Does this make sense?

Kind regards
Alex

Mort

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Re: My three current main challenges
« Reply #7 on: November 23, 2015, 08:26:04 PM »
Alex,

Thanks for the lengthy reply. I had to read it many times.

With regards to meditation, my long term goal is to be able to die with equanimity.

When I sit down to meditate, my intention is to follow the breath as well as I can.

I don't have any particular fixation on achieving 'perfect' posture. The reason I'm trying to keep good posture is because I've read that doing so is beneficial to my practice. If I'm wrong, please correct me.

Okay, so I think you're telling me just to observe everything that happens and not try to adjust anything, whether that be posture or otherwise.

So, I will focus on the breath and not try to stop controlling it. Just focus on the breath whether I'm controlling it or not and observe any mental reactions to that.

Thanks,

Mort

Matthew

  • The Irreverent Buddhist
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  • Meditation: It's a D.I.Y. project.
    • KISS: Keep it simple stupid.
    • Getting nowhere slowly and enjoying every moment.
Re: My three current main challenges
« Reply #8 on: November 23, 2015, 09:37:11 PM »
Mort,

You are clearly a strong minded person and I am glad you have found meditation as an assist at this point in your life. Just to re-iterate: meditating with your eyes open will solve the first two issues you originally raised.

Kind regards,

Matthew
~oOo~     Tat Tvam Asi     ~oOo~    How will you make the world a better place today?     ~oOo~    Fabricate Nothing     ~oOo~

Alex

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Re: My three current main challenges
« Reply #9 on: November 27, 2015, 03:39:14 PM »
Hi Mort

Meditation is an experiential thing. Hence, these words are not a recipe that are to lead to certain or specific results. It’s more an attempt to spark a different perspective and an invitation to experiment with whatever resonated with you.

Finding the right (amount of) words remains a struggle. You did however seem to find in them some inspiration or direction.

I wonder how opening this thread has stimulated your practice and/or influenced these challenges that you mentioned.

Kind regards
Alex

flying solo

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Re: My three current main challenges
« Reply #10 on: November 28, 2015, 04:15:00 AM »
Hi Mort,

I can identify strongly with your problem of falling asleep during meditation. That whole thing where the head keeps falling forward would spoil the whole experience. I used to get so frustrated I even stopped meditating for quite a while. Since getting back into it, I've changed my schedule around and begin meditating as soon as I wake up. I just seem so much more alert, having just been rested overnight. I get straight out of bed and go into another room where I have everything already set up with a cushion and rug. I used to only meditate for twenty minutes, but now I can meditate for as long as it feels right...sometimes between 40 and 60 minutes, all without nodding off once!  Maybe you could clean your kitchen and dishes the night before to give you time to meditate time first thing in the morning. Probably worth a shot.

Quardamon

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Re: My three current main challenges
« Reply #11 on: November 28, 2015, 07:55:16 PM »
For Quardamon:
Interested in an expansion upon what you mean about me forcing and controlling things. I assume by 'calm abiding' you mean acceptance of stuff that happens to you? What do you mean about this bringing major changes to my life that I may not want?

Yes, with 'calm abiding' I mean acceptance of stuff that happens to you - more specifically: just sitting, not even waiting for things that want to be accepted.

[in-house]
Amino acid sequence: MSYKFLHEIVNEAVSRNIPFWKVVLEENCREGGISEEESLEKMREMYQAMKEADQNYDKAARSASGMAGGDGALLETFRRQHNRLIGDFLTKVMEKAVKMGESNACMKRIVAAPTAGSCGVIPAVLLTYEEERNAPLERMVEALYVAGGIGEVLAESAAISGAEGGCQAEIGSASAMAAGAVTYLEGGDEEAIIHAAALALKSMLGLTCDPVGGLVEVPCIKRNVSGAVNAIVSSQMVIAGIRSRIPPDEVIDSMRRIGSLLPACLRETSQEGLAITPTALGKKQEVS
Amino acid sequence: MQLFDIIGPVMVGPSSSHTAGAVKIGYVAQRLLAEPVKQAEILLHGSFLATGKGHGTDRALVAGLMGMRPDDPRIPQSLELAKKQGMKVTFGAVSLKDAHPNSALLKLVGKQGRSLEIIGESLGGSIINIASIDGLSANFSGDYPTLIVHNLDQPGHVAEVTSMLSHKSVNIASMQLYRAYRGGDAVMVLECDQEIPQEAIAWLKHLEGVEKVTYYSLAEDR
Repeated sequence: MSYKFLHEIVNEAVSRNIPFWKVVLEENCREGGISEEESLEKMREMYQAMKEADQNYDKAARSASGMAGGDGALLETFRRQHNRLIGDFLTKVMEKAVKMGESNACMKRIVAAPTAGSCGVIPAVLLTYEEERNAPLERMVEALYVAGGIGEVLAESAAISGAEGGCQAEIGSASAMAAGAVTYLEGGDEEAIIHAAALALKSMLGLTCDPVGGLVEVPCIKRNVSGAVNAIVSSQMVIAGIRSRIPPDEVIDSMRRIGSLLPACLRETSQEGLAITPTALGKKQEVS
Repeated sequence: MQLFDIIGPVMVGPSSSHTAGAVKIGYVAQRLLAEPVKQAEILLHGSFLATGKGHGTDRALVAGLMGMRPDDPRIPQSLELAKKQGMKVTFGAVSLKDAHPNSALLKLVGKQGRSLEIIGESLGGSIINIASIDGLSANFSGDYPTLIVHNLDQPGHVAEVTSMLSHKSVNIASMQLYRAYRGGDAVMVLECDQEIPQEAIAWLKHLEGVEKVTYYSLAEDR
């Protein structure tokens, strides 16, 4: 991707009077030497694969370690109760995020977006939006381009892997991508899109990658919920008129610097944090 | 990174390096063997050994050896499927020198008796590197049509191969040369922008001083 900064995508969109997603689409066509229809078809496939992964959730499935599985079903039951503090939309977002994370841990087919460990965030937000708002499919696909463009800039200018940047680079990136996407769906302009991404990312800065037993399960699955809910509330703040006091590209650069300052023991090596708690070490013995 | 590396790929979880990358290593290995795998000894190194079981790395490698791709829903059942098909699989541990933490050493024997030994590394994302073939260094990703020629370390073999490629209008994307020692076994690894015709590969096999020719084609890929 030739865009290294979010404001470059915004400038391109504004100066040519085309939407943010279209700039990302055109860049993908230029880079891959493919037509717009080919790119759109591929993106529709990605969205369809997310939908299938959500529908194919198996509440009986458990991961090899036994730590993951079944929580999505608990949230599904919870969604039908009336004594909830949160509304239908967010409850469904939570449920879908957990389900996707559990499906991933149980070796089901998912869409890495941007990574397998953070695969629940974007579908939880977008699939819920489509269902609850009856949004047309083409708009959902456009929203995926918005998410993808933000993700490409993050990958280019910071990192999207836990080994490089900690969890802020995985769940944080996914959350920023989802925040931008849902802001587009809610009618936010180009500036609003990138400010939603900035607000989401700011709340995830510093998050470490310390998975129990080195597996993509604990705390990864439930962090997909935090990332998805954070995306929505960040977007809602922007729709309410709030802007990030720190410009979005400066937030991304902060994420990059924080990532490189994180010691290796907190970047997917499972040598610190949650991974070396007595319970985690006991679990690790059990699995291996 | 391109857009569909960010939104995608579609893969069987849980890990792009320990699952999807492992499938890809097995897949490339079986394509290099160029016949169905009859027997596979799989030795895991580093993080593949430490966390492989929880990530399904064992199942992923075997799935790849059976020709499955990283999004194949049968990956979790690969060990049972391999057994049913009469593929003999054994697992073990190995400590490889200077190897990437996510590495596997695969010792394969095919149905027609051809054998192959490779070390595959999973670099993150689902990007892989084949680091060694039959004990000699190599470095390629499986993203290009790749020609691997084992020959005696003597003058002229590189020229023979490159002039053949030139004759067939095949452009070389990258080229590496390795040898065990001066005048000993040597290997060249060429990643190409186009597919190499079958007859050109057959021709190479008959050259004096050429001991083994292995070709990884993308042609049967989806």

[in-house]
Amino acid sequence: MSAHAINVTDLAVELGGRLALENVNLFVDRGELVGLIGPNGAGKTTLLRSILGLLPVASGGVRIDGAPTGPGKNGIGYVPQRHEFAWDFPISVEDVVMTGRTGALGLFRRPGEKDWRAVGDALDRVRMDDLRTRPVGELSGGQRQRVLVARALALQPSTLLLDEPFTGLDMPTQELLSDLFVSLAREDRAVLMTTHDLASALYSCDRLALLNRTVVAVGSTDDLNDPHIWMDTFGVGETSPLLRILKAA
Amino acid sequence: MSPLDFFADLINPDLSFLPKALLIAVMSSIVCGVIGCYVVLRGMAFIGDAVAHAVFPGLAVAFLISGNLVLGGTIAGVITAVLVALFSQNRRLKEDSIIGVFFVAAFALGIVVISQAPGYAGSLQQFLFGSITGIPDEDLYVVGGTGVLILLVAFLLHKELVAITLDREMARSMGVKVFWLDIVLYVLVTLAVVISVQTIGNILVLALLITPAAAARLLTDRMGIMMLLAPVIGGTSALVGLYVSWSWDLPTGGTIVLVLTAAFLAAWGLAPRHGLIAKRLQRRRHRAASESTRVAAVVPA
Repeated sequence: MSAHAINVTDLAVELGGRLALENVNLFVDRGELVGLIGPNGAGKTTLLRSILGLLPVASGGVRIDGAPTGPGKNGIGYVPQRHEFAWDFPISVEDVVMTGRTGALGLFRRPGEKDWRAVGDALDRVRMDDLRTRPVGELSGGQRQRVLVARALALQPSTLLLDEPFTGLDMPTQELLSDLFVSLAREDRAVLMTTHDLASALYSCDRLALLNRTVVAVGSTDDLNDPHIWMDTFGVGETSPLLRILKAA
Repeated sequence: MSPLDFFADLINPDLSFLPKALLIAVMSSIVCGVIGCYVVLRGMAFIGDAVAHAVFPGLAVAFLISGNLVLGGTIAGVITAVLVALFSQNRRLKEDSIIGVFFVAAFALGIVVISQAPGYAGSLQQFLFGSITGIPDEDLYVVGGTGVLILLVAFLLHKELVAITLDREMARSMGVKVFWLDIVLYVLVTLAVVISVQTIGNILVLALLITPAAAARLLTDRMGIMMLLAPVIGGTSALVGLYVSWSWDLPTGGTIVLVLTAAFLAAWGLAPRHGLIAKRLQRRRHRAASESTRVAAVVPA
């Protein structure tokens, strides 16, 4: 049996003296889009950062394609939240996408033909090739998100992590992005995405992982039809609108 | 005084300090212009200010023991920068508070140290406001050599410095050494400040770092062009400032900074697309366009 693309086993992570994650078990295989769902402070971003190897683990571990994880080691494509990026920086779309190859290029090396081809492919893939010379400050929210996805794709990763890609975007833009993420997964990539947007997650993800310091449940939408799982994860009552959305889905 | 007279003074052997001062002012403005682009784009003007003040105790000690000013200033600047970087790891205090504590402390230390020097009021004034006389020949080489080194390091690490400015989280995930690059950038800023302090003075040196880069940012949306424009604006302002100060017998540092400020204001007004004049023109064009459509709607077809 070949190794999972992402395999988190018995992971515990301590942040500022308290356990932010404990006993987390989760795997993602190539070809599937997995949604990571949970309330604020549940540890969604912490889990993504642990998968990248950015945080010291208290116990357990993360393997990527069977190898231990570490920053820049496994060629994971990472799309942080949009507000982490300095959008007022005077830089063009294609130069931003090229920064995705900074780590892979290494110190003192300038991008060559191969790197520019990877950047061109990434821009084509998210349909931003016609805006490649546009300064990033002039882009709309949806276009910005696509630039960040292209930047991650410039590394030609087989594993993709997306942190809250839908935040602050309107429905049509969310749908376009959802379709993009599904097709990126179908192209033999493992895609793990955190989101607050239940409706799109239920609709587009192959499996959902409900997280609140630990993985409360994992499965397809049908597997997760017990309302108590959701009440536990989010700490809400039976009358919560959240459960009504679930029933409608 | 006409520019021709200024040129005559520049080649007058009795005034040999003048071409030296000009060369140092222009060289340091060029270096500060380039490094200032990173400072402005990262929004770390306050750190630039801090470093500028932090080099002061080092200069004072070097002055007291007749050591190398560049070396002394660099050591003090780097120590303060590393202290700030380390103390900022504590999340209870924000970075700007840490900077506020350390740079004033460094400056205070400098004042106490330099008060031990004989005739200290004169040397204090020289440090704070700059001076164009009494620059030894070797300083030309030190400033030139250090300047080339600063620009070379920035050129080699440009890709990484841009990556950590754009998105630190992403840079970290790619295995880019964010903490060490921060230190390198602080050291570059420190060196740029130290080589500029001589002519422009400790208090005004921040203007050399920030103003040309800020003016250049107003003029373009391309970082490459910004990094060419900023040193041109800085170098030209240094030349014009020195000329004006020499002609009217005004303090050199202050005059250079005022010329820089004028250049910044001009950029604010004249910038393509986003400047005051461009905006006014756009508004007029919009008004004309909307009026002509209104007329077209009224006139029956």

My view is, that clam abiding strengthens trust. (And tests your trust now and then.)
My view is also, that it weakens inner defences that one has. (I might be wrong here - what I do is not exactly calm abiding. I find that the meditation that I do weakens defences. When I was younger I participated in therapy groups, and I still read a lot about psychotherapy until two years ago. So I feel safe, even without defences. I trained other coping skills.)

For someone who wants a lot of control - well, he might have good reason want this control. He might have reason to have defences. I do not know.

On a practical note: Nowadays there is this mindfulness movement. Mindfulness is even used by the US army as one of the means to control PTSD, I read. For that, sessions of 15 minutes are long enough. (Needless to say, that there is a psychologist at hand to guide these soldiers.)
Maybe it would be unwise to do the same thing for sessions of 45 minutes or 60 minutes. I suppose so, but I do not know. What is called "mindfulness" is based on the "vipassana meditation" of the school of Mahassi Sayadaw. This "vipassana mediation" lacks the basis of calm abiding, and can bring one into quite unpleasant experiences. That is the basis from which I say: "be careful what you are catering for".

Let me just add one thing:
In the view that I have since one or two years, there is an interaction between one's world view and one's meditation. In my view, to have proper conduct is a means to grow trust that what happens to you on the cushion is OK. To be kind to people (or animals) whenever it is not dangerous to be kind, is also such a means to grow a basis. I suppose, that calm abiding works from such a basis and also strengthens it.


Goofaholix

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Re: My three current main challenges
« Reply #12 on: November 29, 2015, 05:44:09 AM »
clam abiding strengthens trust.

... and reduces shellfishness.

Mort

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Re: My three current main challenges
« Reply #13 on: November 29, 2015, 09:42:58 PM »
Thank you.

Liongate

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Re: My three current main challenges
« Reply #14 on: December 11, 2015, 06:39:19 PM »
You might consider doing your meditation right after you get up, before you eat. I usually have a half cup of black coffee first as part of my ritual. Eating tends to make one drowsy.